The time differential measurement may be accomplished fairly quickly, provided one full period (3 seconds in the preferred embodiment) of the lip sync test signal is received by the detector 160. Thus, the lip sync error may be measured within about five seconds of the engagement of the video and audio test signal processors 110, 120 at step 320. Thus, in one embodiment, the lip sync test signal may comprise a non-black video signal interrupted by one blackout period and an audio tone interrupted by one mute period, rather a video and audio signal interrupted by periodic blackout periods and mute periods, respectively. In an alternate embodiment, the detector 160 may take several measurements of the lip sync test signal in order to determine an average lip sync error.
In still a further embodiment, the detector 160 may scan the video signal for the non-black signal, and the audio signal for the tone. If the generator 100 is configured to produce a signal having the non-black signal and the tone commence at the same time index, then the time differential measured by the detection module 160 is preferably the time difference between the detected beginning of the tone and the beginning of the non-black signal. Otherwise, the time differential measured by the detection module 160 would preferably be the time difference between the temporal correlation between the beginning of the tone and the beginning of the non-black signal measured by the detection module 160 and the original temporal correlation between the audio tone and the non-black signal at the generator 100. Similarly, in a still further embodiment the detector 160 may scan the video signal for the non-black signal, and the audio signal for the mute period, or the video signal for the blackout period and the audio signal for the tone, with similar considerations given to the temporal correlations between these periods and signals.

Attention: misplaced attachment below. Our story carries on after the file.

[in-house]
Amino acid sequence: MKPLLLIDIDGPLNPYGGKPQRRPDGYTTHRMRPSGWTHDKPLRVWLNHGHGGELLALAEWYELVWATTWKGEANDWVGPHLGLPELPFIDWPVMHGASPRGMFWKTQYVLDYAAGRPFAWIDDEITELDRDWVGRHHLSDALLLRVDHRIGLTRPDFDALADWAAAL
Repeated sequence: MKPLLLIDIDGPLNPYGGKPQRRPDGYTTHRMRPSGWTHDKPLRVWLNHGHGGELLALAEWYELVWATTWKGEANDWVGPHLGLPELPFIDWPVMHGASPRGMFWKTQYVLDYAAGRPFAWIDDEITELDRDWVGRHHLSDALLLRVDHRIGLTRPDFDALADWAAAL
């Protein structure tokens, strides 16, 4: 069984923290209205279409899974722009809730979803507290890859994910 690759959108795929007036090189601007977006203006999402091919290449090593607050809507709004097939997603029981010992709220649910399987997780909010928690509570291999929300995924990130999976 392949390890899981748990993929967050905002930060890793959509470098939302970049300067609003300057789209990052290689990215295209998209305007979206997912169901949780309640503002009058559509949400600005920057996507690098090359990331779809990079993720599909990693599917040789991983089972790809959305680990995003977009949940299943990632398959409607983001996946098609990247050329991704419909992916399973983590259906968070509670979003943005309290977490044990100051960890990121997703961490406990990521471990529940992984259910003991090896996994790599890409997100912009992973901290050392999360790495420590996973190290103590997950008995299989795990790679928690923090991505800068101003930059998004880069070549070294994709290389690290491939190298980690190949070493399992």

In a most preferred embodiment, the detector 160, having determined the time differential, provides this data to the audio or video data buffer 140 or 135 (not shown) of the second processor 50 b. The buffer 140 or 135 is then configured to introduce a delay equal to the time differential at step 340 in order to equalize the timing of the video and audio signals. If the video signal is determined to be lagging the audio signal, then the audio buffer 140 will be configured to delay the audio signal. Once the buffer 140 or 135 is configured, the first processor 50 a may be removed and the broadcast signal from the source 20 may be provided directly to the receiving processor 50 b at step 350; alternatively, the first processor 50 a may be left in communication with the source 20 and the network 500, but simply operate as a pass-through.